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NEWS | Feb. 16, 2022

U.S. Army Medical Center of Excellence, others, host Limited Objective Experiment

By Tish Williamson U.S. Army Medical Center of Excellence Public Affairs

Attendees from various Army medical commands across the military health system gathered to participate in a Limited Objective Experiment, or LOE, at Joint Base San Antonio-Fort Sam Houston Feb. 7-11, 2022.

The U.S. Army Medical Center of Excellence, or MEDCoE, and the Medical Capabilities Development and Integration Directorate, or MED CDID, under the Future Concepts Center, within the Army Futures Command, hosted the experiment.

The week-long event facilitated working groups and discussions focusing on how the Army Health System, or AHS, provides Force Health Protection, in the future operational environment in order to protect the Joint Force from environmental hazards and health threats in both competition and conflict in order to inform future concepts for the Army of 2030.

Moderator of the event, Col. James Jones, the director of the MED CDID, and an army physician assistant who holds a doctorate in health science, moderated the event. During his welcoming remarks, Jones cited historical examples in which force health protection played a major role in Soldier and unit readiness, highlighting the overall purpose of the event.

“The history of Force Health Protection and the importance of prevention of disease and injury in order to protect the strength and capabilities of our military population is critical for our future Army during large-scale combat operations, multi-domain operations and even during our current COVID-19 pandemic,” Jones said.

He explained that large-scale disease and non-battle injury, or DNBI, prevention remains the top priority for the military health system and the total Army.

“Your efforts this week will inform policy and Doctrine, Organization, Training, Materiel, Leadership and Education, Personnel, Facilities and Policy, solutions that will elevate all the way to the Secretary of the Army,” Jones explained to attendees.

Since World War II, deaths attributed to DNBI range from 19% to 46% of total deaths in various conflicts. Equally if not more impactful, in WWII, 83% of days lost were attributed to DNBI versus combat injuries, and as recently as Operation Iraqi Freedom, 79% of air medical transports were conducted due to DNBI versus combat injuries, according to Jones.

“Commanders always report how many tanks, trucks and aircraft they have operational, but if Soldiers are not available to operate them, what good is the equipment?” Jones asked. “We must conserve the fighting strength.”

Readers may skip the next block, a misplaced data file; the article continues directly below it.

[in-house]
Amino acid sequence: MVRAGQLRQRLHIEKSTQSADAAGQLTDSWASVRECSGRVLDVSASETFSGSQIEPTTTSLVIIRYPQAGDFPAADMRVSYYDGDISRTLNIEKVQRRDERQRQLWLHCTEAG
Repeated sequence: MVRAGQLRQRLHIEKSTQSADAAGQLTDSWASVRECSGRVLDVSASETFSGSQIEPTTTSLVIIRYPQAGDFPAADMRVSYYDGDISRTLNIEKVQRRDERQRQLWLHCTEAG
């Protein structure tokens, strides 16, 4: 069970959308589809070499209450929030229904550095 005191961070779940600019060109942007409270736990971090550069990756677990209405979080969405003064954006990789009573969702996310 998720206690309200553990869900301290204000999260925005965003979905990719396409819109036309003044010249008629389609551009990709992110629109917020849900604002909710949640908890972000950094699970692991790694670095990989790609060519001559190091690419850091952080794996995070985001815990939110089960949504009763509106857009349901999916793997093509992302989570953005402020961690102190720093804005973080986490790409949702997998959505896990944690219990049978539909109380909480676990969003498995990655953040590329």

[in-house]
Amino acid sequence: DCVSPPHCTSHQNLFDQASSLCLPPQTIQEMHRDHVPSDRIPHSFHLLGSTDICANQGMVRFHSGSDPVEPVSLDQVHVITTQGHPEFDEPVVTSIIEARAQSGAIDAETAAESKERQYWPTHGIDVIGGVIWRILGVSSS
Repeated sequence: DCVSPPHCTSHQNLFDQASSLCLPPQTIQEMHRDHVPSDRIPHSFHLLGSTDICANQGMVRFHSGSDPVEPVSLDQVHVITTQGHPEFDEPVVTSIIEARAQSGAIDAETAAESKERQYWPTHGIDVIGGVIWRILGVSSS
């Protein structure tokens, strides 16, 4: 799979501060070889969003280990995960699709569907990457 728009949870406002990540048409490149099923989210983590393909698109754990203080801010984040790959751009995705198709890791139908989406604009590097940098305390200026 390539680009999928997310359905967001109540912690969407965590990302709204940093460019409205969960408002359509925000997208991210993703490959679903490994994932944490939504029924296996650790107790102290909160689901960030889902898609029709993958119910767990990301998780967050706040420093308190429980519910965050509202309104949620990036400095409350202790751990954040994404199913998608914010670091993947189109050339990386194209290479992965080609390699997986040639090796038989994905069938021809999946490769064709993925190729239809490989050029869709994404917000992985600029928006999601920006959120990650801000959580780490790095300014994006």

He stressed the importance of ensuring combatant commanders understand the need to bring Force Health Protection and prevention planning, training and resourcing to a level on par with combat casualty care.

Before he invited Maj. Gen. Dennis LeMaster, MEDCoE commander, to make opening remarks and kick off the event, Jones emphasized the link between this week’s experiment and the MEDCoE, the Army’s medical training and education institution.

“As we forge the future of medical support for the Army of 2030 and 2040, Maj. Gen. LeMaster and the MED CDID routinely emphasize the importance of conserving fighting strength,” Jones said. “The Force Health Protection Limited Objective Experiment is a critical event that helps the total Army Health System meet this goal.”

Not only is “To Conserve Fighting Strength” the MEDCoE’s motto and emblazed on the unit colors, training a future medical health professional to provide preventative health measures in a multi-domain environment is also one of the command’s top priorities and will shape future investments in science and technology for the school that trains over 30,000 students annually.

LeMaster said, “This is an important experiment as we are going to get after gaps identified in the force health protection portfolio and identify solutions.”

He remarked how pleased he was to see joint and international partners participating in the effort that he believes will inform joint health systems as well.

“Know that this effort is getting towards Joint Health System and fielding a ready force, whether it’s Army, Air Force, Navy, Marines, and that is how we fight,” LeMaster added.

During the five-day limited objective experiment, more than 100 in-person and virtual subject matter experts from across the health system enterprise were given an AFC scenario depicting U.S. military forces conducting operations across an extended geographical region in the 2035 timeframe. The scenarios provided various vignettes to examine conceptual methods to conduct FHP missions while surveilling, identifying, mitigating and communicating health threats, risks and hazards.

The results of the experimentation will be briefed to Army senior leaders through the FCC, and the AFC. Jones said the hand-picked experts will deliver analysis and proposed solutions to complex problems in the form of information papers and briefs produced through their contributions to the LOE this week that will help drive how the Army spends future funds and conducts future research in the U.S. Army Medical Research and Development Command.

“It is going to be a long week for participants,” Jones said, “but it is invaluable.”

To learn more about the MED CDID and the MEDCoE, visit https://medcoe.army.mil/cdid.